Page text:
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"Easiest Medieval army to paint?" Topic

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889 hits since 18 Jan 2019
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Field Marshal18 Jan 2019 2:22 a.m. PST

Which medieval armies do you think are the easiest to paint? Thinking in 28mm mainly

Glengarry518 Jan 2019 2:58 a.m. PST

War of the Roses. No complicated shield designs to paint,footsoldiers in uniform livery colours and knights covered in metal!

Griefbringer18 Jan 2019 3:02 a.m. PST

I would say that there are a number of aspects to consider:

1.) Faces and hands: I tend to find that painting these well in skin colour and with all the details tends to take time. When these are covered with fully closed helmets and gauntlets (or other protection) the painting tends to be faster. For knights etc. this tends to be common practice by 13th century.

2.) Heraldry: if you want to go for complex patterns, this can be quite time consuming. Especially an issue for 13th and 14th century armies – by 15th century devices showing the heraldry on battlefield are getting rarer. Orders such as Teutonic knights which replace personal heraldry with the designs of the order are simpler.

3.) Armour: metal armour, whether mail or plate, is easy to paint, and cloth armour (gambesons, jacks etc.) pretty much so. Brigandines etc. which combine both metal and cloth can be trickier if you are obsessed with details. Large continuous areas of armour are easier to paint than models where there are small pieces of armour showing up at various locations.

Based on these, the easiest individual models to paint would be 13th century knights of crusading orders (closed helmets, full mail armour, surcoats and shields with order emblems) or later 15th century men-at-arms (full plate armour, closed helmets, no heraldic devices). Of course these both are found in armies that feature more complex figures to paint.

Griefbringer18 Jan 2019 4:42 a.m. PST

On another note, are you asking this out of curiosity or are you actually planning on starting a medieval force?

If you are thinking of putting together a force, it may also be worth considering how much visual spectacle or variety you want in the force.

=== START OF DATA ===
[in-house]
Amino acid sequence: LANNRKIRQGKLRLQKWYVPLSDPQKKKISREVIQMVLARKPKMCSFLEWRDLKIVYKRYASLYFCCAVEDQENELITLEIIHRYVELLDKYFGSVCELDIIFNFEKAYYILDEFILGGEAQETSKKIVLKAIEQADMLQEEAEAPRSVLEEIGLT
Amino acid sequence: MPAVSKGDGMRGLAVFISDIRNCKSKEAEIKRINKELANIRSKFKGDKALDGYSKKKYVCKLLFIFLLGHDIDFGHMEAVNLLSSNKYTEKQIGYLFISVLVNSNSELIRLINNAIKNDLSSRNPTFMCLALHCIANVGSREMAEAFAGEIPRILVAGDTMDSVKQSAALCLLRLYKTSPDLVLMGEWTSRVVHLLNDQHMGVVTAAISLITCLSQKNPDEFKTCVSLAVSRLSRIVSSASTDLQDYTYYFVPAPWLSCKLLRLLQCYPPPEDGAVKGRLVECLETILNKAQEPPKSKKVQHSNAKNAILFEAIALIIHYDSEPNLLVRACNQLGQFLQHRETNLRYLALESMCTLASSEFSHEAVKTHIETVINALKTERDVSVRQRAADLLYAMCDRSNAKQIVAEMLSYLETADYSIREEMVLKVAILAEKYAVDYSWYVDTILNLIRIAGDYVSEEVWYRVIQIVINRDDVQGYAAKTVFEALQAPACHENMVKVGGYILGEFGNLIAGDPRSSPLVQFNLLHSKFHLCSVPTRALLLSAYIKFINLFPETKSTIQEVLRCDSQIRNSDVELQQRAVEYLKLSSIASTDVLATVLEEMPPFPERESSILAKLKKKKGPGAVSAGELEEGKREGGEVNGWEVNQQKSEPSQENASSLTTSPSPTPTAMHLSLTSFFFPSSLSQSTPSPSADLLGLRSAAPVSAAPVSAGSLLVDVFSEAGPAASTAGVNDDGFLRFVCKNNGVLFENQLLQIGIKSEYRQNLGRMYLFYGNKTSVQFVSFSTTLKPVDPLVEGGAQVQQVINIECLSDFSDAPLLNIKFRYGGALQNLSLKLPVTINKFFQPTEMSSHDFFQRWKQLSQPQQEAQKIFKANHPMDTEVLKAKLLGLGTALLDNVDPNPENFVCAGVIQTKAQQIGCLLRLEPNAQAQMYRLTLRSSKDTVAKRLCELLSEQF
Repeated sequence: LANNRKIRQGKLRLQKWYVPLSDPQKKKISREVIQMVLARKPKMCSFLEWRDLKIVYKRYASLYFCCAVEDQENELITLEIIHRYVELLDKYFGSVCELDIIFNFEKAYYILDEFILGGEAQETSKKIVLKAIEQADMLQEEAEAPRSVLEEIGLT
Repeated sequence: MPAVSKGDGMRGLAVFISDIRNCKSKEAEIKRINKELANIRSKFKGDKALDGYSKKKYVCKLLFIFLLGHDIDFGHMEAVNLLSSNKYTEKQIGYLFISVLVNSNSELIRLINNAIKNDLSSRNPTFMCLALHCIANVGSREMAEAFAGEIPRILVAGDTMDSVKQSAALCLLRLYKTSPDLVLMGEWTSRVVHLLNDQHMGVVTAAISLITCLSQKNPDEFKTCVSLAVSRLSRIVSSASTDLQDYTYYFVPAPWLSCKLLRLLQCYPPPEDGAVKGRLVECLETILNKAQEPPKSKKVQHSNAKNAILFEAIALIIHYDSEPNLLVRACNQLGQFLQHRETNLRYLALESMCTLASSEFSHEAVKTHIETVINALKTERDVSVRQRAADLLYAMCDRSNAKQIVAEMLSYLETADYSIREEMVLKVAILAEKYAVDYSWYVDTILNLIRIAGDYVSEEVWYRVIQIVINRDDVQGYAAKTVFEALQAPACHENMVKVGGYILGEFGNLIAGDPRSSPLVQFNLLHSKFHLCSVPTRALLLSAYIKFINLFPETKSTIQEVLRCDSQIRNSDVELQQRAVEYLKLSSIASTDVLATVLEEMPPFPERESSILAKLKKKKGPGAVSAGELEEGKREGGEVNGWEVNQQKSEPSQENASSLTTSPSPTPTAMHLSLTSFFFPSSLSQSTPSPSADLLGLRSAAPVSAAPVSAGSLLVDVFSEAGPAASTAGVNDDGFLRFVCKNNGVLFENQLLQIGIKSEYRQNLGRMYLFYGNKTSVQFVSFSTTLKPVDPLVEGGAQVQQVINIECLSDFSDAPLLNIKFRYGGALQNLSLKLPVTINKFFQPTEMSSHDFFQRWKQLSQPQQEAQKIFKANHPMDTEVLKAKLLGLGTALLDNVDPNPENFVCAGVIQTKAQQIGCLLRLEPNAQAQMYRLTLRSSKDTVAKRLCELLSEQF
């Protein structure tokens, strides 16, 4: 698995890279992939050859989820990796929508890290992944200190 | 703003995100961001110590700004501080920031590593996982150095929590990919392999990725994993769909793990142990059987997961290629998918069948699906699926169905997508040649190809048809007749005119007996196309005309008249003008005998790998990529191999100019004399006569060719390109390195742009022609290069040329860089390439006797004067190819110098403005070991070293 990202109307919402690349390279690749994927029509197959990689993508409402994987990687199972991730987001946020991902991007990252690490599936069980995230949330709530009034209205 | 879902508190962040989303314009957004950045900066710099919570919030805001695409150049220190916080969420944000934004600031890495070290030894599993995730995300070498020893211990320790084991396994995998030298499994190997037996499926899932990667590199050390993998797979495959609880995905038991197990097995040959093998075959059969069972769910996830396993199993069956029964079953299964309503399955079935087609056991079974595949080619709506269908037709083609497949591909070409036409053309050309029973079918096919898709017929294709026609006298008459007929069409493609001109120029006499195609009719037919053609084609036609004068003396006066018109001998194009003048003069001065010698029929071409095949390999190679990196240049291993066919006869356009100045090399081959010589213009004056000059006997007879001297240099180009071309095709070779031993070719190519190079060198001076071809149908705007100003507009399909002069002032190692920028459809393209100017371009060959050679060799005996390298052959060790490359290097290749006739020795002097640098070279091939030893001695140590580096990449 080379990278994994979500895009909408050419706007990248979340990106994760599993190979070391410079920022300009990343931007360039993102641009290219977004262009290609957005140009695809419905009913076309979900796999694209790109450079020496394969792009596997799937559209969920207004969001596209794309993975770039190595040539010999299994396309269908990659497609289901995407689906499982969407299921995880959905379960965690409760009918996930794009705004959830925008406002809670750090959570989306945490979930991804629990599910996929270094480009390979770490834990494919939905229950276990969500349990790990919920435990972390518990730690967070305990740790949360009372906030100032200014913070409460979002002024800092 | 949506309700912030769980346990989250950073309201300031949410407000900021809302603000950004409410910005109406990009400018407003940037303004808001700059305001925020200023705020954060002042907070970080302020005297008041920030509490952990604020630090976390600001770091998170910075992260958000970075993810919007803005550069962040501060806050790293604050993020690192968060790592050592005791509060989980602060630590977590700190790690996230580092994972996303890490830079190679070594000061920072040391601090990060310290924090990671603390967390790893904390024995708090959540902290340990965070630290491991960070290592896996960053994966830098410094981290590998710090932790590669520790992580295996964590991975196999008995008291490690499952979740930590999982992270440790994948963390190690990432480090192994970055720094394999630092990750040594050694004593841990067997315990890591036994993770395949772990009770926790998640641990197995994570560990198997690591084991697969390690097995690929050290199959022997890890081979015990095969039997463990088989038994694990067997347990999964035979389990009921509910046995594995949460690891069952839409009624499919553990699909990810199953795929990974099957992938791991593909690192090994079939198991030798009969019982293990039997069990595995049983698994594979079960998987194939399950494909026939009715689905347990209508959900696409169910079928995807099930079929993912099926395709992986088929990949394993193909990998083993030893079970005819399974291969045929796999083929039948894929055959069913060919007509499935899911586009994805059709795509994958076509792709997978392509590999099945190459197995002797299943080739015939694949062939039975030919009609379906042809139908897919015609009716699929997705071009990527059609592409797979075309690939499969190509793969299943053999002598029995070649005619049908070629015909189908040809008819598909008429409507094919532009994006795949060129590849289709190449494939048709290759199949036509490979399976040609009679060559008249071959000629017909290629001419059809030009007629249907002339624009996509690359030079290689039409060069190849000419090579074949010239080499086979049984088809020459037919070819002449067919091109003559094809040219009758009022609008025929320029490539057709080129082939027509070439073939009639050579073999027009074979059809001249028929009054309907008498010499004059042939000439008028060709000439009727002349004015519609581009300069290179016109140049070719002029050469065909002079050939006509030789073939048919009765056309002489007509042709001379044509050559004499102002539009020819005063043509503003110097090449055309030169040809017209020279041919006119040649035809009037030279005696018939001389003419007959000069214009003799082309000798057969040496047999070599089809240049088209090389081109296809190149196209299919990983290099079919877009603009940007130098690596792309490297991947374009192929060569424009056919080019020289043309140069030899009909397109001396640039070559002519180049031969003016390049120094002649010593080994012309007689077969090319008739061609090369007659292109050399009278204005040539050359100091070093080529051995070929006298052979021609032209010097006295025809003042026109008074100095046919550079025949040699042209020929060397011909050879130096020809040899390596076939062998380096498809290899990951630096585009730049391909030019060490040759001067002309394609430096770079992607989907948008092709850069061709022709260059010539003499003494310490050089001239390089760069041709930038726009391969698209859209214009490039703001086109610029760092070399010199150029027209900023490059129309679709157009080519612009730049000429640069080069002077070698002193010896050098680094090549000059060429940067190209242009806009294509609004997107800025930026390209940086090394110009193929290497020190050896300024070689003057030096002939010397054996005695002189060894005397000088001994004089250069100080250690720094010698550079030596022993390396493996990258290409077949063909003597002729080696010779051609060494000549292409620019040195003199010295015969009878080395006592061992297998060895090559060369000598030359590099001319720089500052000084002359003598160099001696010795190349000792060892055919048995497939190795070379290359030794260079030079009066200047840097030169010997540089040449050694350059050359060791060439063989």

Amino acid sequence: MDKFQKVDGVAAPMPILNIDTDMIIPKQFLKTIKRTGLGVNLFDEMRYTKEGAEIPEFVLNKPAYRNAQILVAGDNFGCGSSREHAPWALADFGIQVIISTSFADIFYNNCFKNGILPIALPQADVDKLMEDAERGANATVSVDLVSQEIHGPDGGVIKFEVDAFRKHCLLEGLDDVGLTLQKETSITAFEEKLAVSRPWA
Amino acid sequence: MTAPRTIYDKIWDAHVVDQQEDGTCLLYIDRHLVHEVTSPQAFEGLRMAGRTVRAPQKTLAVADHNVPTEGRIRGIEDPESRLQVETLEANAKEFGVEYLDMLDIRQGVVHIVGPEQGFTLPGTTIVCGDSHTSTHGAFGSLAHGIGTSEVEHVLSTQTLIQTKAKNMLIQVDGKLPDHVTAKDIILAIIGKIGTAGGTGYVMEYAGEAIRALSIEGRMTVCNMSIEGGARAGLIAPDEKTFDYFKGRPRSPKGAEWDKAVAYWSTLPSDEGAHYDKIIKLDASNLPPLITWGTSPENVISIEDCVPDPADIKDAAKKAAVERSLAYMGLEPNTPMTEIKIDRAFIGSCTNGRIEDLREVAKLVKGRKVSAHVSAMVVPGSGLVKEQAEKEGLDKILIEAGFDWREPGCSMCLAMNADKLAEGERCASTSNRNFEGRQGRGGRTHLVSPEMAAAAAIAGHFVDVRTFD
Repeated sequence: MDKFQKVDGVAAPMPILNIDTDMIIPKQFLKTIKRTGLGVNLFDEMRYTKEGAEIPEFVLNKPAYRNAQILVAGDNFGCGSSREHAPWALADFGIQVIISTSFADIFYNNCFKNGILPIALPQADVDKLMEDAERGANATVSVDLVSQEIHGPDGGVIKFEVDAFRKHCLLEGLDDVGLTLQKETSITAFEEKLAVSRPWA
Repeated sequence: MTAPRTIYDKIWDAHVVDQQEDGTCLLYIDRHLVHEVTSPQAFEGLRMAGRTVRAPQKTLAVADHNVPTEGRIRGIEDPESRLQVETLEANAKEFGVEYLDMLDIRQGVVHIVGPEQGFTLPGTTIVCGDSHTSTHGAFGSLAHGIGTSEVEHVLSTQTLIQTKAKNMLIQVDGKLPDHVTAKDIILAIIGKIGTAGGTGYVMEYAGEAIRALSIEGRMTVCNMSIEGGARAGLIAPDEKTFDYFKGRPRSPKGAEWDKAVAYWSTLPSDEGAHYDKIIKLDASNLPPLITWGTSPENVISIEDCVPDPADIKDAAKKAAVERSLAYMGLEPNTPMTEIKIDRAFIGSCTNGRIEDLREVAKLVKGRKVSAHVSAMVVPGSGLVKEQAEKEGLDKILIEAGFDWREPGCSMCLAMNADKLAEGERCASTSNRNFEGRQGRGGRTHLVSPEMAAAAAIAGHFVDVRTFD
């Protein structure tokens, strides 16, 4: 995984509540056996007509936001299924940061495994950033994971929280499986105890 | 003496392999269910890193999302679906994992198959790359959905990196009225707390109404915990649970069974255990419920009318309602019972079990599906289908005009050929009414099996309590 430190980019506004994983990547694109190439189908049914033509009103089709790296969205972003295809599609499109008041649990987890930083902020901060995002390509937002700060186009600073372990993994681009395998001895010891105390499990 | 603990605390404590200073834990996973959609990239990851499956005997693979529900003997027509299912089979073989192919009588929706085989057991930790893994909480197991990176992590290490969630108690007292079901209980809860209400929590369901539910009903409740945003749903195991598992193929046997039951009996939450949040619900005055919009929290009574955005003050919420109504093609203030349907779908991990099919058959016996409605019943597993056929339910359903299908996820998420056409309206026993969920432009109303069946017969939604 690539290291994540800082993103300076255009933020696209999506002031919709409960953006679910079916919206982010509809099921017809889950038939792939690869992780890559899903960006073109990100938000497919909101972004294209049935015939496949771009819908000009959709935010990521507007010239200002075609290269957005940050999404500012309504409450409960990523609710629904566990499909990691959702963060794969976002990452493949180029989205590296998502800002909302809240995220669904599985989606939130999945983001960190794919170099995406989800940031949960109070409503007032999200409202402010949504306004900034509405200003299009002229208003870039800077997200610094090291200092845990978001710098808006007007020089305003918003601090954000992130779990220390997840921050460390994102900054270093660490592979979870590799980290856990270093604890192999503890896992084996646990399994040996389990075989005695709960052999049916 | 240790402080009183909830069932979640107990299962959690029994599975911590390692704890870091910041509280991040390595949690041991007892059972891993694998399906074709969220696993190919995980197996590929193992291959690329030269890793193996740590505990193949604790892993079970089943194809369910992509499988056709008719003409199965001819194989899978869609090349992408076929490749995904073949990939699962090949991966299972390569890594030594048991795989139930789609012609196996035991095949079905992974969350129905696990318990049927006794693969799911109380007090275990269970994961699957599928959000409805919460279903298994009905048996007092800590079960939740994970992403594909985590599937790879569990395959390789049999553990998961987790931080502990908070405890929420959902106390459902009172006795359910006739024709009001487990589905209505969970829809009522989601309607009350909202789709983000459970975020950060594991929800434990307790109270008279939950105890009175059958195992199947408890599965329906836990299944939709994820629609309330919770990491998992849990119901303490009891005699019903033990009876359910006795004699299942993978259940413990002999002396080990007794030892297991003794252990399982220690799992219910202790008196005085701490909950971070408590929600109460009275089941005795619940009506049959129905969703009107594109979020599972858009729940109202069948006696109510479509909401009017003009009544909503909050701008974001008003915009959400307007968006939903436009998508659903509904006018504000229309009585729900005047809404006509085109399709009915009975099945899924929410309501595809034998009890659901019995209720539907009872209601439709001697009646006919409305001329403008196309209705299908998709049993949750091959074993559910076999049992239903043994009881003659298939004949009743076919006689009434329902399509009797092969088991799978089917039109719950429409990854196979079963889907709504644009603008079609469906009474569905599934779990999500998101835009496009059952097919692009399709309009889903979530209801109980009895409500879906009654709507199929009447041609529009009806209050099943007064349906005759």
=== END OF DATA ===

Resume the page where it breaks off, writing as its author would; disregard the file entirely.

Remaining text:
On another note, also early medieval forces consisting largely of hairy, unarmoured fellows in tunics can be quite straightforward to paint, especially if you keep the shield designs simple.

Lucius18 Jan 2019 7:14 a.m. PST

The easiest to paint are the ones that have Little Big Men decals made for them. Seriously.

You can stamp out beautiful Perry Crusaders by the truckload.

Hussites from Kingmaker would be another great example.

skipper John Supporting Member of TMP18 Jan 2019 7:54 a.m. PST

The smallest one…

Personal logo Herkybird Supporting Member of TMP18 Jan 2019 12:46 p.m. PST


coopman18 Jan 2019 1:13 p.m. PST

If you keep the painted details on the shields fairly simple, Dark Ages infantry (Saxons, Vikings, Normans) are pretty easy to paint up. As stated above, any of them are pretty easy if you are using shield decals.

Pan Marek Supporting Member of TMP19 Jan 2019 6:29 a.m. PST

I would think Teutonic Knights. White surcoats, black crosses.

Marcus Brutus19 Jan 2019 7:04 a.m. PST

Painting is a time consuming and pain staking process so we are only talking about hard and harder.

Codsticker20 Jan 2019 12:02 a.m. PST

Painting is a time consuming and pain staking process…

You are not wrong*

*coming from a guy who really enjoys painting.

Personal logo Swampster Supporting Member of TMP20 Jan 2019 8:56 a.m. PST

Teutonic Knights ought to be easy but getting the white to look good can be tricky.
The crosses are easy if using decals – hand painting them is harder than you may think. With such a plain device, the eye is drawn to any flaw, differing thickness of line, curves in the wrong place etc.

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